¿What is a Strait?
According to the Wikipedia a strait is a naturally formed, narrow, typically navigable waterway that connects two larger bodies of water. Most commonly it is a channel of water that lies between two land masses.
As being able to transport goods easily and quickly throughout the world is a key goal of the shipping industry, we compiled a list of some of the world’s top and most important straits and channels. It is within these straits and channels where a significant volume of maritime trade takes place, due to the locations’ history and strategic positions.
Main Hotspots for Maritime transport:
- Bosporus Strait
- Strait of Gibraltar
- Bering Strait
- Strait of Magellan
- Strait of Hormuz
- Bab el-Mandeb Strait
- Strait of Malacca
- Suez Canal
- Panama Canal
The Bosporus Strait is a natural water route located in northwestern Turkey. Bosporus has always been strategically important for military and logistics purposes. It connects the Black Sea and the sea of Marmara and, by extension via the Dardanelles, the Aegean and Mediterranean Seas.
Strait of Gibraltar
The Strait of Gibraltar has a strategic importance, as it connects the Mediterranean Sea and the Atlantic Ocean. It separates Gibraltar and Peninsular Spain in Europe from Morocco and Ceuta in Africa. This strait is a key shipping route from the Mediterranean to the Atlantic
The Bering Strait is an important waterway between the easternmost point of Asia and the western most point of North America, which separates Russia and Alaska. It is the boundary point of North America and Asia. The Bering Strait is named after Danish explorer Vitus Bering.
Strait of Magellan
The Strait of Magellan is the most-important natural passage between the Atlantic and Pacific Oceans. The Strait of Magellan is a sea route in southern Chile separating mainland South America to the north and Tierra del Fuego to the south. It was an important route for steam ships traveling and, even nowadays, it is still one of the most concurred ports in South America.
Strait of Hormuz
The Strait of Hormuz is a strait between the Persian Gulf and the Gulf of Oman. It provides the only sea passage from the Persian Gulf to the open ocean. The narrow Strait of Hormuz is considered one of the world’s most-strategic straits of water. On the north coast lies Iran, and on the south coast the United Arab Emirates and Musandam, an exclave of Oman.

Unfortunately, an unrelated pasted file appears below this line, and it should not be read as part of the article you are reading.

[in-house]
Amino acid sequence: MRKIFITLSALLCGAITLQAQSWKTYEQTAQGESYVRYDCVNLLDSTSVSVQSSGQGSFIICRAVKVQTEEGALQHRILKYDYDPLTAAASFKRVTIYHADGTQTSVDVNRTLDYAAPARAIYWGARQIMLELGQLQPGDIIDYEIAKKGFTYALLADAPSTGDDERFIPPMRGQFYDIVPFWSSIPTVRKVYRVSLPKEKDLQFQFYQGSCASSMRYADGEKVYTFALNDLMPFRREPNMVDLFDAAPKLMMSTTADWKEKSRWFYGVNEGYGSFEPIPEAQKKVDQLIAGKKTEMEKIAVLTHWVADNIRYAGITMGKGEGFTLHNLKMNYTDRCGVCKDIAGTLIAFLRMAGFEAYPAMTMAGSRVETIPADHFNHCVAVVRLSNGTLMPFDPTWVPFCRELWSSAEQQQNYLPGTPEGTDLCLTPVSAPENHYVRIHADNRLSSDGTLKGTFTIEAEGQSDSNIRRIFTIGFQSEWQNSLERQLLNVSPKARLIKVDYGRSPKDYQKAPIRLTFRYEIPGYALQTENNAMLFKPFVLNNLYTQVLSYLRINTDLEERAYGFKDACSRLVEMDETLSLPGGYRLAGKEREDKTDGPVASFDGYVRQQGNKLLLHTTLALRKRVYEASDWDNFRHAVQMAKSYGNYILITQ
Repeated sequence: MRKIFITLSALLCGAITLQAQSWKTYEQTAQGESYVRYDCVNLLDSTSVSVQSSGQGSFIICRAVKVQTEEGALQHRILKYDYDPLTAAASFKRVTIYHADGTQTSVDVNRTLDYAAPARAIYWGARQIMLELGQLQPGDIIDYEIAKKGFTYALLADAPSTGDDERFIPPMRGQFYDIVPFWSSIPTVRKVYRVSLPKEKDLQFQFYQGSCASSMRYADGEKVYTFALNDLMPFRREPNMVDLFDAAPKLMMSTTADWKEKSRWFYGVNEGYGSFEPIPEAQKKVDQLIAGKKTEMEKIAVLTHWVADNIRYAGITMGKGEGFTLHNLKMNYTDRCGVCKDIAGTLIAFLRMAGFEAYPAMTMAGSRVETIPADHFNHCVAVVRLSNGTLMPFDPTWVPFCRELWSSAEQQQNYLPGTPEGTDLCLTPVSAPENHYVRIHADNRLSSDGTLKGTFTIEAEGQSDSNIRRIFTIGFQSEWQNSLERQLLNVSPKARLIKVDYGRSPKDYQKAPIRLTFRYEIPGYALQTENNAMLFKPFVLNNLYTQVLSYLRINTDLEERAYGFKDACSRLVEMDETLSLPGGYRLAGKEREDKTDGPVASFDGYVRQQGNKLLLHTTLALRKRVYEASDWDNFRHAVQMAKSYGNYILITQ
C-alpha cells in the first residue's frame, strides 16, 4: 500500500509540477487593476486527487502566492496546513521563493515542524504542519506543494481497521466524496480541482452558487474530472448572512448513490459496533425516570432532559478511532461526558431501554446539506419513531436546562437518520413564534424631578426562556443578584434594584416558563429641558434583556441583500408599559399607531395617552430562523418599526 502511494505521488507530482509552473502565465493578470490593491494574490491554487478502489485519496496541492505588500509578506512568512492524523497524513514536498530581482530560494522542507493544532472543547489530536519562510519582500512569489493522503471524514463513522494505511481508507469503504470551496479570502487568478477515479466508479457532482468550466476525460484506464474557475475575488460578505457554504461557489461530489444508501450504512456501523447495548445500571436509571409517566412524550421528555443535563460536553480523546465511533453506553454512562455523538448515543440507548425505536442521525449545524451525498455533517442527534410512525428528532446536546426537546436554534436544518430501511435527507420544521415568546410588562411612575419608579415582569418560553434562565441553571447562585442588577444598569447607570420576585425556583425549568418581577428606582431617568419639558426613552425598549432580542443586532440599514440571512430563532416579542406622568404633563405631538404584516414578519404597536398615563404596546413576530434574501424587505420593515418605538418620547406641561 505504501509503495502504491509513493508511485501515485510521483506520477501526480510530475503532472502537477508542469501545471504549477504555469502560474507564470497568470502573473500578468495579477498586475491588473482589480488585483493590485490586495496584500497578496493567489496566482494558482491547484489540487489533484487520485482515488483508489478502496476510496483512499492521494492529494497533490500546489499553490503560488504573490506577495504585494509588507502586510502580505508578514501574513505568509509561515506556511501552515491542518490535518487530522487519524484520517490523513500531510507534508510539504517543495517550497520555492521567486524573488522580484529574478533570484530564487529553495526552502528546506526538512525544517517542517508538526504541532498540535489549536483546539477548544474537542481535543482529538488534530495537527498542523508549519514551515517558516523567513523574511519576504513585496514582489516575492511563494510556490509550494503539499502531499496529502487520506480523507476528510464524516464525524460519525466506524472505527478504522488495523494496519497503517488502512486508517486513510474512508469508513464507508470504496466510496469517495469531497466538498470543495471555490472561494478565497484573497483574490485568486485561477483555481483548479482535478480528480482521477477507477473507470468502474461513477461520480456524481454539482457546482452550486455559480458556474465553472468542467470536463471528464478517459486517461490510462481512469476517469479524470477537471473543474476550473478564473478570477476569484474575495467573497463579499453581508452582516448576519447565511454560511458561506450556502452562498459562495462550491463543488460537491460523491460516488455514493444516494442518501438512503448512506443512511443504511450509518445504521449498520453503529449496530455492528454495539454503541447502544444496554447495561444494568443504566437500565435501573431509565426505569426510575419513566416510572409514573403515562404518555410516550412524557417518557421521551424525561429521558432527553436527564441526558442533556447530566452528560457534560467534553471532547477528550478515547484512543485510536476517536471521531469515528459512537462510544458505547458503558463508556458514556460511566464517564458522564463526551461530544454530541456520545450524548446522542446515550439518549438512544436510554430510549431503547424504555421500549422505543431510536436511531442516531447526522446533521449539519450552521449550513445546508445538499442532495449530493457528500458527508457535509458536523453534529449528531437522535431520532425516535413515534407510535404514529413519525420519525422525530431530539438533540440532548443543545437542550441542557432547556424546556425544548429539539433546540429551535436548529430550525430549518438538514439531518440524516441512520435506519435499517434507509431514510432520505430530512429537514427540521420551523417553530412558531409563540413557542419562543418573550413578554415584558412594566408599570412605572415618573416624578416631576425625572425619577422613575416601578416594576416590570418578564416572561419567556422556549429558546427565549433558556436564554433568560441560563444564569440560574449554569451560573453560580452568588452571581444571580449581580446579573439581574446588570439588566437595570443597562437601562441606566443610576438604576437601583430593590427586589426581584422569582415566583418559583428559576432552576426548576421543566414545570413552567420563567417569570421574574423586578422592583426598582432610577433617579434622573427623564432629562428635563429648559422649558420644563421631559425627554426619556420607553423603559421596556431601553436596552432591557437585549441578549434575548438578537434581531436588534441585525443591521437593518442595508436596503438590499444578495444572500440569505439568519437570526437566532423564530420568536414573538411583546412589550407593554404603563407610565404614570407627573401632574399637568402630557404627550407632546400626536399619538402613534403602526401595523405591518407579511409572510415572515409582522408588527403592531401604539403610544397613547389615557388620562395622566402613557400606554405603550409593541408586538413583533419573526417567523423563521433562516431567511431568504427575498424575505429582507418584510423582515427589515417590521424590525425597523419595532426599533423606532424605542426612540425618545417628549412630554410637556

Bab el-Mandeb Strait
The Bab el-Mandeb Strait is a strategic waterway between the Red Sea and the Gulf of Aden. At its narrowest, it is only eighteen miles across. Exports from the Persian Gulf and Asia destined for Western markets must pass through the strait before passing through the Suez Canal.
Strait of Malacca
The Strait of Malacca is a natural water route between Indonesia and Malaysia, with a high commercial importance. The strait is the main shipping channel between the Indian Ocean and the Pacific Ocean, linking major Asian economies such as India, Thailand, Indonesia, Malaysia, Philippines, Singapore, China, Japan, Taiwan, and South Korea. This makes this 900km long strait one of the most important hotspots for maritime transport in Asia.
The Suez Canal is an artificial waterway in Egypt linking the Mediterranean Sea and the Red Sea. It is a 163 km-long waterway in the western part of the Sinai Desert Peninsula. The canal offers watercraft a more direct route between the North Atlantic and northern Indian Oceans via the Mediterranean and Red Seas, thus avoiding the South Atlantic and southern Indian Oceans. It is the only direct sea route connecting oil-rich countries with the Mediterranean and Red seas.
The Panama Canal is the southernmost country in Central America, located within the territory of Panama and is an artificial waterway connecting the Atlantic Ocean and Pacific Ocean. The construction of the canal was one of the biggest and most difficult engineering projects in history. Over the years it has become a short and cheap transit route for ships transporting goods, an important shortcut for worldwide maritime shipping.